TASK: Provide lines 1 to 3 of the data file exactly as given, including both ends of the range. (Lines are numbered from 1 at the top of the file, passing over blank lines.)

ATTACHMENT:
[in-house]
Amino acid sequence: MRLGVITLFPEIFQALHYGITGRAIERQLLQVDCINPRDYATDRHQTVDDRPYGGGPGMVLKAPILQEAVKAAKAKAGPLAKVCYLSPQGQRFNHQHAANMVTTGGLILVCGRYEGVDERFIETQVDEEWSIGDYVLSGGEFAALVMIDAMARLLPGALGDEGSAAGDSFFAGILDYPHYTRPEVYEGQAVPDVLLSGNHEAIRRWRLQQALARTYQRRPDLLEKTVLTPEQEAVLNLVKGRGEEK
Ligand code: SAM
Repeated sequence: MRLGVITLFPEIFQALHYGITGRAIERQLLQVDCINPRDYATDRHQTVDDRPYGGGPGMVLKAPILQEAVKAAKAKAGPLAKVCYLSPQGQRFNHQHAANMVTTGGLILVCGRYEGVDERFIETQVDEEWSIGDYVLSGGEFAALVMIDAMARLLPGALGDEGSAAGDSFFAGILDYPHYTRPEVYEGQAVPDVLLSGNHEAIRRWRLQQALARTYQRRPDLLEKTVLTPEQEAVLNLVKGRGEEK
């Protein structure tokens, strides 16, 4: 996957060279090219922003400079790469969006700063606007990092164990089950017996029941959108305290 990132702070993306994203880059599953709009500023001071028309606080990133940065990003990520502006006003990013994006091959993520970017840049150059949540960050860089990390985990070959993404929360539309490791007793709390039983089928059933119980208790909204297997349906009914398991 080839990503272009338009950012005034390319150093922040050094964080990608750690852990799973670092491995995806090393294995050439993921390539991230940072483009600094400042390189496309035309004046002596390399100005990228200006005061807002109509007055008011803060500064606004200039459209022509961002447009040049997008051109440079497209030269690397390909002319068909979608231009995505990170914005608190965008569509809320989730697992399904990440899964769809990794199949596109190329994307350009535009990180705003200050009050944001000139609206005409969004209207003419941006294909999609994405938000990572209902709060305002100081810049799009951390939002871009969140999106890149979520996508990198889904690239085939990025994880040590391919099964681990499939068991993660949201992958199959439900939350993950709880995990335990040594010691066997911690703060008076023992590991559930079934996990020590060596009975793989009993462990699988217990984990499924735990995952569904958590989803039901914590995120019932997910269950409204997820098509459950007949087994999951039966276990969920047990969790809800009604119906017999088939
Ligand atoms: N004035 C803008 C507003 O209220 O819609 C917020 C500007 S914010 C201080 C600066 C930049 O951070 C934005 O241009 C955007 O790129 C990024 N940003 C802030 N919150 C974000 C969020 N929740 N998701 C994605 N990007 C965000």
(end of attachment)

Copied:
[in-house]
Amino acid sequence: MRLGVITLFPEIFQALHYGITGRAIERQLLQVDCINPRDYATDRHQTVDDRPYGGGPGMVLKAPILQEAVKAAKAKAGPLAKVCYLSPQGQRFNHQHAANMVTTGGLILVCGRYEGVDERFIETQVDEEWSIGDYVLSGGEFAALVMIDAMARLLPGALGDEGSAAGDSFFAGILDYPHYTRPEVYEGQAVPDVLLSGNHEAIRRWRLQQALARTYQRRPDLLEKTVLTPEQEAVLNLVKGRGEEK
Ligand code: SAM